Malcolm Turnbull has decided not to back former prime minister Kevin Rudd’s bid to become the United Nations secretary-general.
The PM confirmed the government will not back Rudd’s candidacy for the top job when current secretary-general Ban Ki-moon of South Korea steps down after a decade on January 1, 2017.
Turnbull said he concluded that Rudd was “not suited” to the position. He denied that it was a partisan decision.
“Do we believe, do I as prime minister believe, that Mr Rudd is well suited for that role?” Turnbull said. “My considered judgement is that he is not. Not everyone is well suited for every role.”
The PM said it was “no disparagement of Mr Rudd”.
“This has nothing to do with his party. Absolutely nothing,” Turnbull said.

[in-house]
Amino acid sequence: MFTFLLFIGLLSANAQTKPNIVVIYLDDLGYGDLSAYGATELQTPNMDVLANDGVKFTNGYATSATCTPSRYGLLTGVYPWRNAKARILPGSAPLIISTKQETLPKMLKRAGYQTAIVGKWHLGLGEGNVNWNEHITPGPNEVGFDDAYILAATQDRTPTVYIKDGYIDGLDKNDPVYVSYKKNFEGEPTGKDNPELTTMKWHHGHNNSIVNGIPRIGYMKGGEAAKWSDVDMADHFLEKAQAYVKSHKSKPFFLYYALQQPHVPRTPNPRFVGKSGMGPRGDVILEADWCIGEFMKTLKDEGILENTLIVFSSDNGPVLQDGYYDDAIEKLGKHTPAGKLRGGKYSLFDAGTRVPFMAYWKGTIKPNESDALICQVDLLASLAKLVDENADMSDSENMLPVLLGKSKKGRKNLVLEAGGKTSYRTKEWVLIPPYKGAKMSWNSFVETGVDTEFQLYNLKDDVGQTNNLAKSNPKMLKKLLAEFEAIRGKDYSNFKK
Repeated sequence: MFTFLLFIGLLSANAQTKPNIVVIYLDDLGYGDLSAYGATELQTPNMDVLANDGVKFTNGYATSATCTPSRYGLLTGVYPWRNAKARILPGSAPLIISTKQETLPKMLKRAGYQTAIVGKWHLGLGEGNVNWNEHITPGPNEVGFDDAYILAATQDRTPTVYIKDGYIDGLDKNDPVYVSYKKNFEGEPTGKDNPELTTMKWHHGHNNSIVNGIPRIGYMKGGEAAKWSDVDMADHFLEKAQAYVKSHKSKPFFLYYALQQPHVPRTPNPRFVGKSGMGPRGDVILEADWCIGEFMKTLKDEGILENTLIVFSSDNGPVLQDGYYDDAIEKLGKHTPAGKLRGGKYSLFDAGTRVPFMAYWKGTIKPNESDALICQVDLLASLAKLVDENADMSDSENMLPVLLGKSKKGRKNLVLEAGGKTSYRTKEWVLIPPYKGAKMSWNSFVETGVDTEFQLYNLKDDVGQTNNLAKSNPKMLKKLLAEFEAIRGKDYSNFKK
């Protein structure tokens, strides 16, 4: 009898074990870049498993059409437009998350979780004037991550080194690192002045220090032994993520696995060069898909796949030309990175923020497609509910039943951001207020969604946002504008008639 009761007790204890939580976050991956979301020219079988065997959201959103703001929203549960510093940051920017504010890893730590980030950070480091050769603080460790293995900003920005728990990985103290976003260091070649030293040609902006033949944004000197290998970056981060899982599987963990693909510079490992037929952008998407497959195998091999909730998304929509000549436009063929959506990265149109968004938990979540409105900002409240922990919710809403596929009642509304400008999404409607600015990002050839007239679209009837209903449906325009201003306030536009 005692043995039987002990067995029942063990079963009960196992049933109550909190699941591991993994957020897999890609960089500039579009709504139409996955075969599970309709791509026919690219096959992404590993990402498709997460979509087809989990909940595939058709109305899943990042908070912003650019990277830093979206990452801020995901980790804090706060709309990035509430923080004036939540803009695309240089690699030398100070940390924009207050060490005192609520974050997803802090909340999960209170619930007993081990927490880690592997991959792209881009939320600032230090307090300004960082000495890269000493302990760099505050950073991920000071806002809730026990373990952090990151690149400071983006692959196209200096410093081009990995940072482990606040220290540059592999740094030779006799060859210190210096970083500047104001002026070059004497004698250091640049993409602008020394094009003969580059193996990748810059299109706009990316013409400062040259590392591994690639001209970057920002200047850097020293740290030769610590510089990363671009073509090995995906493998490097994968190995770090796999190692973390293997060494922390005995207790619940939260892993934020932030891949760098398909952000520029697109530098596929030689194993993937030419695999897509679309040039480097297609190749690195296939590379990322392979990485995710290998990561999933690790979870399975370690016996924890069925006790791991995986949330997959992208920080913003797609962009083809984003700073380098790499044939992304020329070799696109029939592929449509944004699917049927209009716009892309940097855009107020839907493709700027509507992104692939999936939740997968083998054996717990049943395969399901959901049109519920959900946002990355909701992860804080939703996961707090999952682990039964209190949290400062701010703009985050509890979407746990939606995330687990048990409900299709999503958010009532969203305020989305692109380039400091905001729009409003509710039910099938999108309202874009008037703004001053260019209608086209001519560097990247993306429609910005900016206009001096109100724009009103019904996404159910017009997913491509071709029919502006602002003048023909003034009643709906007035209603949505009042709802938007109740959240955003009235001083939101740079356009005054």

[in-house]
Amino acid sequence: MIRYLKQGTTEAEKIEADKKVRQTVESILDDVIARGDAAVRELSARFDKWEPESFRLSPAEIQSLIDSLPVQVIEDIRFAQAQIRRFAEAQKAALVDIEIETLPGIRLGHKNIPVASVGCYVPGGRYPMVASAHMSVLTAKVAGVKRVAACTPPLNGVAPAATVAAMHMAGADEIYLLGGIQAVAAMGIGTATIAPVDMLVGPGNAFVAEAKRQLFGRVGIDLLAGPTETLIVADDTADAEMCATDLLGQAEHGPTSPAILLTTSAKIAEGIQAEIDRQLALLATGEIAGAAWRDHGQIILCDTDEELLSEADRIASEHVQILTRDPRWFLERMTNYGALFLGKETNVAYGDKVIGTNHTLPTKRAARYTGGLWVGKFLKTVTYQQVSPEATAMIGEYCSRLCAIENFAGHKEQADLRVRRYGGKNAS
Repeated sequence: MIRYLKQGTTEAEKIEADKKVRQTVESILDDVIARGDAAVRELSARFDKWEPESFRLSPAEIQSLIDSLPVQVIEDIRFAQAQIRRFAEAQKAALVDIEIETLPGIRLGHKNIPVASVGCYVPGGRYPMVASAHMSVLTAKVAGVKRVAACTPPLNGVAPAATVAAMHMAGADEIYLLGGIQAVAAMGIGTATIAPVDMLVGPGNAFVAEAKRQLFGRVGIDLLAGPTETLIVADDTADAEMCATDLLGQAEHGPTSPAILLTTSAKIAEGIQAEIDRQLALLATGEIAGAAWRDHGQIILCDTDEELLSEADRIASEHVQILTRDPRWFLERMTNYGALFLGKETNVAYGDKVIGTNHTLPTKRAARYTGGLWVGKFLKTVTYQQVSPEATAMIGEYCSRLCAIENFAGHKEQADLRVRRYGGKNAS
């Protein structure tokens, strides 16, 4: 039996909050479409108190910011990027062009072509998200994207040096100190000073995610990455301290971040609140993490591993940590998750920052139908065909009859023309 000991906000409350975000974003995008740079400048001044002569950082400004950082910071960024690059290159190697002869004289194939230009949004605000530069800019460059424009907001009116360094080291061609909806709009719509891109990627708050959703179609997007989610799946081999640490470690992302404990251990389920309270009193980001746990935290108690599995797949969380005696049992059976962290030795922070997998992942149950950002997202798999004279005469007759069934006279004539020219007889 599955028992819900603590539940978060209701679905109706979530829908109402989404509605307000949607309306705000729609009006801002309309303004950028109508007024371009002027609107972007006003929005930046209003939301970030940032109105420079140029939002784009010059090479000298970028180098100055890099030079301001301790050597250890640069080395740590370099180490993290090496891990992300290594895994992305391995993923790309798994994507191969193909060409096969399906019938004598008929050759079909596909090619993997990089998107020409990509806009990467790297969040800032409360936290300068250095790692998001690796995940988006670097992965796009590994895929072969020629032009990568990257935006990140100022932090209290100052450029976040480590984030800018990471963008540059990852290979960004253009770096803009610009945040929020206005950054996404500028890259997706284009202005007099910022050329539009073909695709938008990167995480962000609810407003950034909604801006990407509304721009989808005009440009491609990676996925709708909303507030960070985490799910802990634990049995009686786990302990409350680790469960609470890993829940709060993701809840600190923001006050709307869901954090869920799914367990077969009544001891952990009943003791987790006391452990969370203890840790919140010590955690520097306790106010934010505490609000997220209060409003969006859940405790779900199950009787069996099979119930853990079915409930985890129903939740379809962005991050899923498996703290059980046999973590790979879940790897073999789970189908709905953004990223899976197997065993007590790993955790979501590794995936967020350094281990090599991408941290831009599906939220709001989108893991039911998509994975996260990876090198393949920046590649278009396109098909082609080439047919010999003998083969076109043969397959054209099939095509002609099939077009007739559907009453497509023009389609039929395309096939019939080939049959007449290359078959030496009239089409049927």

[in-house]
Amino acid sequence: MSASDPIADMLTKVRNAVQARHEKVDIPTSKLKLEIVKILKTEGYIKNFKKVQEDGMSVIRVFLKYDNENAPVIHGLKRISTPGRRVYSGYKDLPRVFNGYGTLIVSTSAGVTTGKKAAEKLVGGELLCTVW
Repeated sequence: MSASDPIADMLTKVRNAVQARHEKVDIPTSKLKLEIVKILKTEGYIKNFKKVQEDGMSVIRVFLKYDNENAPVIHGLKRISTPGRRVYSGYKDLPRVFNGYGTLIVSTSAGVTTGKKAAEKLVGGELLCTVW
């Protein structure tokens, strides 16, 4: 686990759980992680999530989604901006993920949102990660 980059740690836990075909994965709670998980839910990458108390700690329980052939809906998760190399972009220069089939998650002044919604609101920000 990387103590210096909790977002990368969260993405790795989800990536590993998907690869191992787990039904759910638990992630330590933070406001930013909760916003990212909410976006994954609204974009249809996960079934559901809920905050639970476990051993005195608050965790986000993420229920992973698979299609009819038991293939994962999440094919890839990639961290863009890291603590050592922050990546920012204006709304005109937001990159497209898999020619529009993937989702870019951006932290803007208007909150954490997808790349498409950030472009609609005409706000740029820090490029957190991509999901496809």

The decision was left to the newly elected prime minister by his cabinet following an extensive debate on Thursday, in which key conservatives such as treasurer Scott Morrison and immigration minister, Peter Dutton, spoke against backing Rudd, who had the support of foreign minister Julie Bishop and attorney-general George Brandis.
Dutton said on radio yesterday that no one he’d spoken to thought “it is a good idea for Mr Rudd to become the UN secretary-general”.
Others, such as former PM Tony Abbott, are backing former New Zealand PM Helen Clark, who has been campaigning for the role since April and already has the NZ government’s support.
Turnbull’s decision is being seen as the first big test of his authority after narrowly winning the last election, with many within his own party vehemently opposed to backing a former Labor leader.
The PM said government will consider what position it will take in terms of other candidates
NOW WATCH: Briefing videos
Business Insider Emails & Alerts
Site highlights each day to your inbox.